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I have the following :

public class doCheck(){

    public void performCheck(){
        try {
            perform all checks......
        catch(Exception e){
            logger.error("Exception occured in class doCheck in method performCheck");
            thrown new MyNewException(e.getMessage());

Is it safe to log the class and method name?

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migrated from Jun 27 '12 at 2:29

This question came from our site for peer programmer code reviews.

up vote 8 down vote accepted

That depends on whether your code base is hidden or not. If you ship the product to the client then he can inspect the Java byte code trivially anyway, so logging class names doesn’t reveal any information the user cannot get anyway.

For a server-side application, this is still true. However, it may be a security hole to display such logs to the client. That’s why most web application frameworks distinguish between a development and production configuration: during development, debug information is displayed to the user in the case of an error. In production, this information is logged on the server, but no longer displayed in the web browser / to the client.

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Yes, and it is important to insure that the logs themselves are secure - can't be accessed by external users and absolutely cannot be modified. – Donald.McLean Jun 26 '12 at 12:52
In summary, logging the class/method is a good thing. Allowing the log (or a stacktrace) to escape is a bad thing. – Qwerky Jun 27 '12 at 11:57

@Konrad answered the direct question, however your exception handling has one minor and two serious problems. Since you originally posted to codereview.SE, here they are:

  1. Logging an exception before throwing is pointless. Log it where you handle it, and don't bother catching it if you don't plan to handle ti.
  2. If you're going to log an exception, log the exception; don't simply say "an exception happened" and expect people to guess what the exception is. All common logging frameworks provide a two-argument method: the first is the message, the second is the throwable.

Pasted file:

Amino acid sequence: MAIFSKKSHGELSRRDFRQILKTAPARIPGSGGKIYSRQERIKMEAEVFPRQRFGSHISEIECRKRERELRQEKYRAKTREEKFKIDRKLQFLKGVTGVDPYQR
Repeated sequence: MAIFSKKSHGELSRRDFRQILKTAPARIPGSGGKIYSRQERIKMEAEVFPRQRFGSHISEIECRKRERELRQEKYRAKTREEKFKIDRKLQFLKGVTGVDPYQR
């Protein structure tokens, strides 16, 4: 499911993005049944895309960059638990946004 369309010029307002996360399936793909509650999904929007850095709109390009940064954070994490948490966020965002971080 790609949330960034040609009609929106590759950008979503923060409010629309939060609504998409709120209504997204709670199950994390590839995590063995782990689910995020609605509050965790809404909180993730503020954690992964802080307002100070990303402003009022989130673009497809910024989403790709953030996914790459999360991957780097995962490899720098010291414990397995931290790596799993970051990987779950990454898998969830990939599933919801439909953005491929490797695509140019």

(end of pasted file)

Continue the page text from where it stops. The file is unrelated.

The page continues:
3. Rethrowing an exception with just a message is the same problem but a worse instance. I can understand (barely) why you might not want an exception stack trace to show up in your logs. But once you throw the new exception, you have absolutely no way to tell what the real problem is. Especially if you keep up the habit of catching and rethrowing.

OK, I'm going to add a fourth issue: you log where the exception happened, but you don't say what you were doing when it happened, or give any contextual information. If you log the actual exception (point #1), you'll know where it happened. More important is saying something like "unable to open file foo.txt".

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It's not particularly unsafe, so unless there's anything critical that you'd want to hide in this class or if the class is part of a critical path (like a secure handshake or "hidden" feature), I wouldn't consider this an issue at all.

Furthermore, we're talking about Java here. So if we're talking about a client-side app running Java on the client, they can always modify their JRE to use add their own debugging routines and/or use a custom classloader and access your classes pretty much any way they want to. Making it harder for them (by way of hiding stuff deeper, or even obfuscating code) is always a possibility, but it usually isn't cost-effective when you consider the time and effort needed to achieve this against the loss caused by statistically improbable malicious users.

If we're talking about a server-side piece of software that may output logs to clients (say, to the user's browser), then it probably isn't too big a deal, but it's already more straightforward to fix: configure your container accordingly, and use a logging framework or multiplexer to output to appropriate files on the server for debugging purposes instead. This way you retain useful records for debugging but don't compromise potentially useful information.

But in general, this probably wouldn't be a problem. it's more what you put in the debug message that could be an issue, as we often tend as developers to output things we work on (you don't want to leave these debug outputs for usernames, passwords, salts and security tokens in clear view).

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